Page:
The phrase "fail spectacularly" is significantly less common in Google Books search results than the phrase "spectacular failure," as this Ngram chart for the period 1860–2005 indicates:
In addition, the earliest match for "fail spectacularly" that I could find in a series of publishing database was from 1906, almost three decades after the first match for "spectacular failure" (1878).
Neither phrase has an outstanding early occurrence that would account for its subsequent fairly widespread use. Here is a look at early instances of each phrase.
The three earliest matches I obtained in database searches are from 1906, 1915, and 1920. From Henry, Fuller, "Addolarata's Intervention," in Scribner's Magazine (December 1906):
I say this despite the obvious failure of "The Grand Master." But why should I employ the words "obvious" and "failure"? For the book no more reached the public consciousness than a snowflake falling into Vesuvius reaches the earth. "Youth Must Have Its Fling," on the contrary, did fail—spectacularly, resonantly. After its first grand flare it flickered before diminishing hundreds for a fortnight, and then it flickered out. Its passing was notorious. They knew about it in Syracuse and Detroit and Atlanta and Denver. The daily papers had their gibes about it; weeklies with "theatrical departments" gave it a cut as it hastened don the dark corridor of failure; and long afterward belated monthlies were busily explaining why the wreck had come about and acutely speculating on the dazed young author's future.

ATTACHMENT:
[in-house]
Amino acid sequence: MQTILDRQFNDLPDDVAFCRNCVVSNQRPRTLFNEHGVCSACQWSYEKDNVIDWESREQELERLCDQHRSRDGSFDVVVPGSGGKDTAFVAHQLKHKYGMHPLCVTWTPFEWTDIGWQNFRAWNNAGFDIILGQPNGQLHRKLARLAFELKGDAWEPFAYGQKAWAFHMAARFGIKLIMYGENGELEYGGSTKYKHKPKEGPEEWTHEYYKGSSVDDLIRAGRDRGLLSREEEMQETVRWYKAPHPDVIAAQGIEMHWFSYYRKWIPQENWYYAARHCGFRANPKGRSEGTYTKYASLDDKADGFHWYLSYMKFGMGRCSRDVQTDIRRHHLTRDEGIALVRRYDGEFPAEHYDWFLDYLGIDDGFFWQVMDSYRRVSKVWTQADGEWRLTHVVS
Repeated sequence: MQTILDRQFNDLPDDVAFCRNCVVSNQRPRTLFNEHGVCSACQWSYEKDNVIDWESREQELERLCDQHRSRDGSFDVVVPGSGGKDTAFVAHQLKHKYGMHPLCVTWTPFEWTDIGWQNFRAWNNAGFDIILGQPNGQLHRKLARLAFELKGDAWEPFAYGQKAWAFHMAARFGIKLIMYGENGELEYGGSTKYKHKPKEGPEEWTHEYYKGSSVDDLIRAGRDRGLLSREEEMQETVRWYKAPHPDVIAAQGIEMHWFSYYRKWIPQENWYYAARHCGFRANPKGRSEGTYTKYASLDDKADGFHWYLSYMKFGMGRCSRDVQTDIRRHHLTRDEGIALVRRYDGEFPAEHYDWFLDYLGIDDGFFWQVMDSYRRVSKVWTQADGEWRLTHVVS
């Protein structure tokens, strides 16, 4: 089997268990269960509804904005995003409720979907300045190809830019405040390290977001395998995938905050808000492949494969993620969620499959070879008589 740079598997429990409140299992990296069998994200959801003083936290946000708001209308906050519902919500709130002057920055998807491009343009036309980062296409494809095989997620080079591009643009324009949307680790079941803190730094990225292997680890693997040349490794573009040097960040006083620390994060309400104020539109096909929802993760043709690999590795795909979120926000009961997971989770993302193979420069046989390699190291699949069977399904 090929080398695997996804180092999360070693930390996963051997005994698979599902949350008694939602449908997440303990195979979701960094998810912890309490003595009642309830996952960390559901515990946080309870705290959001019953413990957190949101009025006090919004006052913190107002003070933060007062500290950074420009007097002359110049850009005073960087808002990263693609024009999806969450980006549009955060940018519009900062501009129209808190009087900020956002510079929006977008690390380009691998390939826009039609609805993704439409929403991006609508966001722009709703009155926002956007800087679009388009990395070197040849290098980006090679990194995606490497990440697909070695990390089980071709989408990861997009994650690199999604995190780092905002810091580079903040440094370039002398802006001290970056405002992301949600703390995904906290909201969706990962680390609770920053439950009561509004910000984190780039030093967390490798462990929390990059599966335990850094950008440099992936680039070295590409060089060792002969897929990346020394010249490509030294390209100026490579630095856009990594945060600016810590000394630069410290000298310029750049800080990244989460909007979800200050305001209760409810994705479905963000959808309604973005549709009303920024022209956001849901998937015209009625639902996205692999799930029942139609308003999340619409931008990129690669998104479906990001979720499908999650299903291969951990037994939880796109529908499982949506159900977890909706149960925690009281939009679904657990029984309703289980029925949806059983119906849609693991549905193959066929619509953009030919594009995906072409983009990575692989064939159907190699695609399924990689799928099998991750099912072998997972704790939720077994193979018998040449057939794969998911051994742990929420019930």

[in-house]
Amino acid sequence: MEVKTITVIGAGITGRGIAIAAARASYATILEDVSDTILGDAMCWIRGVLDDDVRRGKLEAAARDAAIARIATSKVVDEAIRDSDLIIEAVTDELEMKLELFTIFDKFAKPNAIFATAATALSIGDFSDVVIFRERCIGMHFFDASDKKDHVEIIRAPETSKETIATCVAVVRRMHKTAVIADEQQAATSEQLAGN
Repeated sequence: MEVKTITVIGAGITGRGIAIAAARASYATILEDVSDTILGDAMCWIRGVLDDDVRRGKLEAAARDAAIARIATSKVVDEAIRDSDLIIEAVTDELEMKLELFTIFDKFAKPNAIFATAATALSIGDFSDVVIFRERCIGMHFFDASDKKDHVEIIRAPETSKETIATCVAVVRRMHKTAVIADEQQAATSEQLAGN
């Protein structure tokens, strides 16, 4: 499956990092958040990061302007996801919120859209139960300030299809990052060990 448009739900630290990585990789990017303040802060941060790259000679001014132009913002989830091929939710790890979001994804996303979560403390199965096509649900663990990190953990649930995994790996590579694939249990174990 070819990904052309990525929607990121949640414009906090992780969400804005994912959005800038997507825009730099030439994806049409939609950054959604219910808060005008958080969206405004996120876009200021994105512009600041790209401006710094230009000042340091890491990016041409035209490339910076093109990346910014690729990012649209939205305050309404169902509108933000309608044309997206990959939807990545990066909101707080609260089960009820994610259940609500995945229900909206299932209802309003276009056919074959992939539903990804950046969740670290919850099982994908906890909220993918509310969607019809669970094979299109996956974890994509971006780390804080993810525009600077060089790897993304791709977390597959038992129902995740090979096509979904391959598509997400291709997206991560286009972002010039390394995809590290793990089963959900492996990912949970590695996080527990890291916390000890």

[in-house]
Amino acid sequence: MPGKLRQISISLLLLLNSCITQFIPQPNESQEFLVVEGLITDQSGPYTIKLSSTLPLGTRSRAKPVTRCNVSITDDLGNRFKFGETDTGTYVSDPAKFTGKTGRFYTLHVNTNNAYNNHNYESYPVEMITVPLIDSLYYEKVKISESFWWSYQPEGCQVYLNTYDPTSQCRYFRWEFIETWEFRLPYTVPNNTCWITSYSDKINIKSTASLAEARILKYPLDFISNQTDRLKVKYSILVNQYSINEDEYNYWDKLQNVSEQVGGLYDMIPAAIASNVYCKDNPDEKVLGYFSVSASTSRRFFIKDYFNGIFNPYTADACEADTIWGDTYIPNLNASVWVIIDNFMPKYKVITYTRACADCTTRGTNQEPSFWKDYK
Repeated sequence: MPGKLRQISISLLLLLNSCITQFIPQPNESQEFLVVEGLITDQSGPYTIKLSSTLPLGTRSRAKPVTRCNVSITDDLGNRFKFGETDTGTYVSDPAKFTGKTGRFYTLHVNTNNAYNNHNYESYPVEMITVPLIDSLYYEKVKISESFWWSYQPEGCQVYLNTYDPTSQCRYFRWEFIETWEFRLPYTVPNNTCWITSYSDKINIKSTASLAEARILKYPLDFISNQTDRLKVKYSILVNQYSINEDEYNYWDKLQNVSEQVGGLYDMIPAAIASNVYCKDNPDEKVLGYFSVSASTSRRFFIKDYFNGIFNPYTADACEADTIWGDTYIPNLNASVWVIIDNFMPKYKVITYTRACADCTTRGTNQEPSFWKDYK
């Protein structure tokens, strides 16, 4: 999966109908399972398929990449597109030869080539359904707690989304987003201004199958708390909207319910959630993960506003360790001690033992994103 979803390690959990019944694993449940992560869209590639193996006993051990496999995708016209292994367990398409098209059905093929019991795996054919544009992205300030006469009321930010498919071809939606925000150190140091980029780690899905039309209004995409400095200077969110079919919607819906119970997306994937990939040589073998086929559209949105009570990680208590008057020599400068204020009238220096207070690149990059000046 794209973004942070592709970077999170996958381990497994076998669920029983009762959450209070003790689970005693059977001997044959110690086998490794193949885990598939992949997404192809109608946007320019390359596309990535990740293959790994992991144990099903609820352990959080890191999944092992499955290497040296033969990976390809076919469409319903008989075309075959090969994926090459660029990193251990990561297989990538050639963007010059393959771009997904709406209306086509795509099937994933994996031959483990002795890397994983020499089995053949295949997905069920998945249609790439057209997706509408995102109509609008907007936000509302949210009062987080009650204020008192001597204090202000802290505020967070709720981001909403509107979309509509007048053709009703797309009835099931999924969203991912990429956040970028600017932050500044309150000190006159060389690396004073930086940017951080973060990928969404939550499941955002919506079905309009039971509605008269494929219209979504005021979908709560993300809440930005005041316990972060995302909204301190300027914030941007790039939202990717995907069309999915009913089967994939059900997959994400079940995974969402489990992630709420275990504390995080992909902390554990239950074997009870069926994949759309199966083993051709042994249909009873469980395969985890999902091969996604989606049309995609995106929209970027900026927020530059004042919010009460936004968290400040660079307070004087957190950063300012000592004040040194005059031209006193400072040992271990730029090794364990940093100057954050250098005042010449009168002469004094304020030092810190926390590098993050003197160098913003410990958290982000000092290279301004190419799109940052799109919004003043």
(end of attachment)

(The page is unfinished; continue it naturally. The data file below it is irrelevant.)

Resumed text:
From "Soon Said," in The Fruit Grower and Farmer (March 1, 1915):
The standard of values is not silver and not gold—it's a square meal.
It does seem that a lot of people would rather fail spectacularly than to make a moderate success.
Some farmers are always surprised when the planting season comes.
And from Ethel Kelley, Outside Inn (1920):
"Well, they've sowed 'em, haven't they?"
"Not by a long shot. That's the trouble,—they don't get any forrider, from our point of view. I thought it would be the best policy to stand by and let Nancy work it out. I thought her restaurant would either fail spectacularly in a month, or succeed brilliantly and she'd make over the executive end of it to somebody else. I never thought of her buckling down like this, and wearing herself out at it."
This phrase appears multiple times in the nineteenth century, with newspaper matches from as early as 1878. From "Mr. Creswick as Richard III," in the Sydney [New South Wales] Morning Herald (April 8, 1878):
Of all the plays that Shakspeare ever wrote, none has suffered such tomahawking at the hands of modern playwrights and tragedians as the one under notice. In its original form it is almost unactable, not so much from its great length, but because it introduces scenes which though they are attempted on the modern stage, are ordinarily provocative of more mirth than solemnity. The play being as a rule an utter spectacular failure, has this particular demerit, in its condensed condition, that it hurries the dialogue and through excisions barely leads, by means of the latter, sufficiently up to the situation.
From "Gifford Over-Confident: And Some Other Republican Likely to Be Nominated for Delegate" in the St. Paul [Minnesota] Daily Globe (July 24, 1886):
There is only one idea, one ambition shared by those who are not already favoring Gifford, and that is to down him at any and all hazards. The Harrison Allen boom was what might be called a spectacular failure—a fizzle so pronounced as to lead many to believe that he was never in the field.
From "Unzer Fritz's Throat," in the New York Tribune (November 11, 1887):
The rain proved a bad showman yesterday but a good policeman. The Lord Mayor's procession was a spectacular failure, and the plans of the roughs for a row were also failures. There was no disturbance and not a blow was struck. Sir Charles Warren's preparations were on a scale hardly less discouraging than the rain to rowdy enthusiasm.
From "Bleak Weather in Chicago," in the New York Tribune (April 29, 1893):